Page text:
Autism is a disability that affects how people interact with the world and other people. According to the National Autistic Society, more than 1% of people have autism. Anyone can be autistic and experience it more or less severely.
One attribute that many autistic people share is an over- or under-sensitivity to light, sound, colour, touch and temperature. Low and high sensory stimulation can sometimes cause austistic people stress or panic. This is particularly true for children with autism.
Sensory sensitivity is a reason why many people who have or know autistic children choose to make special adjustments to their home. Lots of these are easy to do and can help children deal with sensory imbalance. If you have or know any children with autism, read on to find out 4 ways to make your home autism-friendly.
1. Create soft lighting and acoustics
One thing that you can do to adjust your home is change your lighting. If you have strong, bright lighting, change it to soft and natural light. This is more likely to create a relaxed and enjoyable environment for children with autism.
It is also worth paying attention to your home’s acoustics. Try adjusting echoey areas by adding soft furniture, carpets, rugs and curtains. These will absorb and soften noises and make these spaces more comfortable places for autistic children to be.
2. Assign rooms for specific activities
Another way to adjust your home for autistic children is to assign rooms for specific activities. Some children with autism can find it difficult to eat and sleep, which can be upsetting for both them and their carers. Assigning specific rooms for these activities will help them prepare for and settle into the activity.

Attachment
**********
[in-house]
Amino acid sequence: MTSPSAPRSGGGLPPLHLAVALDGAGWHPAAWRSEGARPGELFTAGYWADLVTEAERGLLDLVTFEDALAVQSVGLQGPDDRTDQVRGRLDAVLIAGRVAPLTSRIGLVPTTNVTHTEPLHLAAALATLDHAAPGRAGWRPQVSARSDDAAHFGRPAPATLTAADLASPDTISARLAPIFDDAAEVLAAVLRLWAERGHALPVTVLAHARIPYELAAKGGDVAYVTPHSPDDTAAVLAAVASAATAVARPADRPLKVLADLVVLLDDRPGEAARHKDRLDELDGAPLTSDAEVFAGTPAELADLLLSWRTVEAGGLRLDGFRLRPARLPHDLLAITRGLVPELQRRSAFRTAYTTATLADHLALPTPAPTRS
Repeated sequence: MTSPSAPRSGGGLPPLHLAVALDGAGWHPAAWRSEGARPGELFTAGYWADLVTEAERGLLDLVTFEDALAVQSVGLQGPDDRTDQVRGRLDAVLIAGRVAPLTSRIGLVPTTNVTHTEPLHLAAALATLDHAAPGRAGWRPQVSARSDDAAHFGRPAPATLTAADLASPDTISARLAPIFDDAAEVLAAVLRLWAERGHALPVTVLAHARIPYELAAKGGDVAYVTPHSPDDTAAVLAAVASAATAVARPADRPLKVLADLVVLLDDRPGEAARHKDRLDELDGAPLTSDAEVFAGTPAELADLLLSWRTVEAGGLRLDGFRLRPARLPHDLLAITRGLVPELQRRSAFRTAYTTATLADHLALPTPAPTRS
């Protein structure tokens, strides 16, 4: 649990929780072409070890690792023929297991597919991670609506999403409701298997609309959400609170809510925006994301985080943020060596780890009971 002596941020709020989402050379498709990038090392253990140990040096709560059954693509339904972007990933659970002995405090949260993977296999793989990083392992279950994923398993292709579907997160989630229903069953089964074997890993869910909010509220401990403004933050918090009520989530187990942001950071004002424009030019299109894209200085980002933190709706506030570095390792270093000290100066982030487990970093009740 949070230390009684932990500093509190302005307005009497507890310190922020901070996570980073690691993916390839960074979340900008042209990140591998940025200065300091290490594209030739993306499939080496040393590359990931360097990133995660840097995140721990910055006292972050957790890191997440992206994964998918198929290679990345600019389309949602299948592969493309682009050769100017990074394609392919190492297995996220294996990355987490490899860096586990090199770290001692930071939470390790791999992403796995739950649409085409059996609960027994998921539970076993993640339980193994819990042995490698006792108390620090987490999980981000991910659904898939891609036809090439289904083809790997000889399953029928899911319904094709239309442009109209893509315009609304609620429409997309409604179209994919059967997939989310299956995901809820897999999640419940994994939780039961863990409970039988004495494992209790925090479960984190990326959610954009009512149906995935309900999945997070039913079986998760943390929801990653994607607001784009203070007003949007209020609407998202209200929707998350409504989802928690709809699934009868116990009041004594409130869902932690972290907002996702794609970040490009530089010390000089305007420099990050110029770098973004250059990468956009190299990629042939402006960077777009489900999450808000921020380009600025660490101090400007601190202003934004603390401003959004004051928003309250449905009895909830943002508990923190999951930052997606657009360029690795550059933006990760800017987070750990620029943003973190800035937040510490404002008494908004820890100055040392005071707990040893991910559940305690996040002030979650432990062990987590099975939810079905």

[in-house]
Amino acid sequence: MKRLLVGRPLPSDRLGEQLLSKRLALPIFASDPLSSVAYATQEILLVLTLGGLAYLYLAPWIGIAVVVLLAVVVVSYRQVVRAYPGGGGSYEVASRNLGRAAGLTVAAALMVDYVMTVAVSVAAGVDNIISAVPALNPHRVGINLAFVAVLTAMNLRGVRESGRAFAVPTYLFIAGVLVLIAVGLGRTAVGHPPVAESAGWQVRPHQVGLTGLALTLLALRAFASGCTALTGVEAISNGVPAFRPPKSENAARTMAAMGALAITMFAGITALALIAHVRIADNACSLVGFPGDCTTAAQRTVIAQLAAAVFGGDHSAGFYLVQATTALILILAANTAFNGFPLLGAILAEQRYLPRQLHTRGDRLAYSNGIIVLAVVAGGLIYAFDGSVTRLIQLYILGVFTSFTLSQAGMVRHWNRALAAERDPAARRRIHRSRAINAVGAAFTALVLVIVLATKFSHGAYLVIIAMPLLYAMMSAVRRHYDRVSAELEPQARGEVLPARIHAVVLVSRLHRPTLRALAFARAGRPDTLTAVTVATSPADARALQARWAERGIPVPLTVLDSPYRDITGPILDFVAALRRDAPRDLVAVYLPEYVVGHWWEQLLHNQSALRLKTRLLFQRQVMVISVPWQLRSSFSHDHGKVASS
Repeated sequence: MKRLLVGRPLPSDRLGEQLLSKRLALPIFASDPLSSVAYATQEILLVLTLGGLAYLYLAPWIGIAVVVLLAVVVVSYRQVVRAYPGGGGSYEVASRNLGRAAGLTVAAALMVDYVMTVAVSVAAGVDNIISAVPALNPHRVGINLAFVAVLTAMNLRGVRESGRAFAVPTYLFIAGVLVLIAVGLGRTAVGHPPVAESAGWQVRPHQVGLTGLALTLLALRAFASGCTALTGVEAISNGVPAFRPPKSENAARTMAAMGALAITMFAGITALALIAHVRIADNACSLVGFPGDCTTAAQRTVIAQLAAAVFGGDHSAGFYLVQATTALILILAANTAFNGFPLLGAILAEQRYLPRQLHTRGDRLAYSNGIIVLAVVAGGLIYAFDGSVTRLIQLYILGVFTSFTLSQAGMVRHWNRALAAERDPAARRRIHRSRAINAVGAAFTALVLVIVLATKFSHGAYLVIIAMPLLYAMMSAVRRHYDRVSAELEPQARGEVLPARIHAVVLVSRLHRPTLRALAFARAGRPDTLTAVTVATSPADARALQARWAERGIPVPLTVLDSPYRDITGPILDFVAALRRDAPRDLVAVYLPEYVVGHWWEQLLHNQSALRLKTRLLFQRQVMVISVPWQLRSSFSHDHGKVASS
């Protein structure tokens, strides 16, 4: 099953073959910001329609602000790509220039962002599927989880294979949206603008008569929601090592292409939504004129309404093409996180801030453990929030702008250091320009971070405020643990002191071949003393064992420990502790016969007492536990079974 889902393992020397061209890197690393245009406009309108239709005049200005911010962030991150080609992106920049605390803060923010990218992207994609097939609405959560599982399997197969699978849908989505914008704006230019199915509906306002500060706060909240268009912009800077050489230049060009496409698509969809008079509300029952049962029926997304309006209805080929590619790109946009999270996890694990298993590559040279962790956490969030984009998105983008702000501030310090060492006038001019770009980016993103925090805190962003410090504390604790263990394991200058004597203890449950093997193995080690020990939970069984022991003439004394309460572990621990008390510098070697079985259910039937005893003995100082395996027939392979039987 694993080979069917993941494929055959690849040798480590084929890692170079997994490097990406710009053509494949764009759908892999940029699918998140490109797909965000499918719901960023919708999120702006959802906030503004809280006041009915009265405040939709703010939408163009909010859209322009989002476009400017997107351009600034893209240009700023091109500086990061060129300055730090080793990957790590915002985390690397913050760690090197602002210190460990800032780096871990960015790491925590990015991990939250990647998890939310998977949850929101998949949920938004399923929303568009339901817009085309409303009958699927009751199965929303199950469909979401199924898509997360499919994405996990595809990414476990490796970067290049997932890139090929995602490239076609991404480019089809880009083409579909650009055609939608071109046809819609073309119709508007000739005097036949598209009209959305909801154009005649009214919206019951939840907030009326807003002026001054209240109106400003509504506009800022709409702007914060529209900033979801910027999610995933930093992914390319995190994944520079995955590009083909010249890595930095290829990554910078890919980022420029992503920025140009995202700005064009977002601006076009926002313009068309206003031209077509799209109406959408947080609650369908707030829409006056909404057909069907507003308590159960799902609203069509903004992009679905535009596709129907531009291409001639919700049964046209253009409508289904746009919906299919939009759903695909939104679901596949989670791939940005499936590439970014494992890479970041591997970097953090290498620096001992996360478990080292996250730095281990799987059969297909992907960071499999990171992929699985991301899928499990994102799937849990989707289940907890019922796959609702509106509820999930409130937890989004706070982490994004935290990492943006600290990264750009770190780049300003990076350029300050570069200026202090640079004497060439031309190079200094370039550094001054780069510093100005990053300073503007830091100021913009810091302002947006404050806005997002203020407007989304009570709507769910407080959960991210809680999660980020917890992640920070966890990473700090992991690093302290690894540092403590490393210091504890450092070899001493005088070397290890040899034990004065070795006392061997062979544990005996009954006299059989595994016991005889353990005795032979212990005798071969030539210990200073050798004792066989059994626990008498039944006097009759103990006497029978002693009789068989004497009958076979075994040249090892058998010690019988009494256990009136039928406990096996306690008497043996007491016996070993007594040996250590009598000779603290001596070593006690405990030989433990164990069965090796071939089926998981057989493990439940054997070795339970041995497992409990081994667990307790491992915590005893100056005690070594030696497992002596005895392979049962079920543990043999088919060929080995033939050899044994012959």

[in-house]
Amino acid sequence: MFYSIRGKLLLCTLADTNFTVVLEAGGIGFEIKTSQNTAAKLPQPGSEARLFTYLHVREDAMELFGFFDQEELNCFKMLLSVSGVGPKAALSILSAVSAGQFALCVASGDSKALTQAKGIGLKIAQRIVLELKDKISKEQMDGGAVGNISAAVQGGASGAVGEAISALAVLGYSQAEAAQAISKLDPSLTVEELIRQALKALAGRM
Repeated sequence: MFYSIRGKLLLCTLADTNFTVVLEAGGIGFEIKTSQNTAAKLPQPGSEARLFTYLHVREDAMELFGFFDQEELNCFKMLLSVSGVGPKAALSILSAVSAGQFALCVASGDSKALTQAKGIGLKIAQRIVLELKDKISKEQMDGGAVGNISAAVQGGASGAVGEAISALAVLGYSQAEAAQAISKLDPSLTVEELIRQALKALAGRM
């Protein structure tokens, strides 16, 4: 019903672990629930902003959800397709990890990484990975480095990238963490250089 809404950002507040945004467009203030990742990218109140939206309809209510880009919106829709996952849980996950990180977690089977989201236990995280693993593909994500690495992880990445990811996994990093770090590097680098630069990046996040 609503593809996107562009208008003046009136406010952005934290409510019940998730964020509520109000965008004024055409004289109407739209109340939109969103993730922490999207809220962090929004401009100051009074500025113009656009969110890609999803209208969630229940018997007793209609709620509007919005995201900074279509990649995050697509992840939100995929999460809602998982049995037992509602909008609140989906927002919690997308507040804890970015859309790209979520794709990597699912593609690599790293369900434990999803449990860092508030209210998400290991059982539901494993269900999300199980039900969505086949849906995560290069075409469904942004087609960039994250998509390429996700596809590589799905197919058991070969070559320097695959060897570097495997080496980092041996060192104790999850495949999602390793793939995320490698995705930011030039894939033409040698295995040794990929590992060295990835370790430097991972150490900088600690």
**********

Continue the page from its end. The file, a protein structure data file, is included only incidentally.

For example, if you tend to eat in the dining room, make this the only room that you eat in and put equipment for other activities in different rooms. Doing this will help children to concentrate on eating and make it less likely that they get distracted.
You can do this in other rooms of your home too. Ensure that bedrooms are only for sleeping in and that study space is where children do calm, focused activities. You can assign a fun space too, where children know that they can enjoy fun, energetic activities.
3. Colour-code your rooms
Colour is another thing that autistic children can be sensitive to. Certain studies claim that colour and mood are closely related and this connection can be hugely relevant for autistic children.
So if you can, try to connect your room colour scheme with the activity that usually occurs there. Paint children’s bedrooms dark colours to lower light reflection and encourage sleep. Use bright colours in fun activity areas and gentle, cool colours in study areas. Blue is an especially good choice as it’s recently been claimed to be soothing and promote creativity.
4. Include sensory integration tools
Sensory integration tools can be hugely helpful for children with autism. These are generally household items that can offer children soothing sensory stimulation. They are particularly helpful for autistic children who need to self-calm after experiencing sensory overload.
There are many places in your home where you can add some sensory tools. Place a massage jet in your bath and big cushions and heavy blankets in bedrooms and relaxing spaces. Buy a rocking chair or two or a swing if you’re feeling adventurous. Other excellent tools include slides, climbing frames and mini-trampolines.
So if you want to change your home into a more enjoyable space for autistic children to be, there are lots of ways to do it. Several little adjustments could make a big difference and turn your home into a more enjoyable environment for any small autistic visitors or residents and everybody else.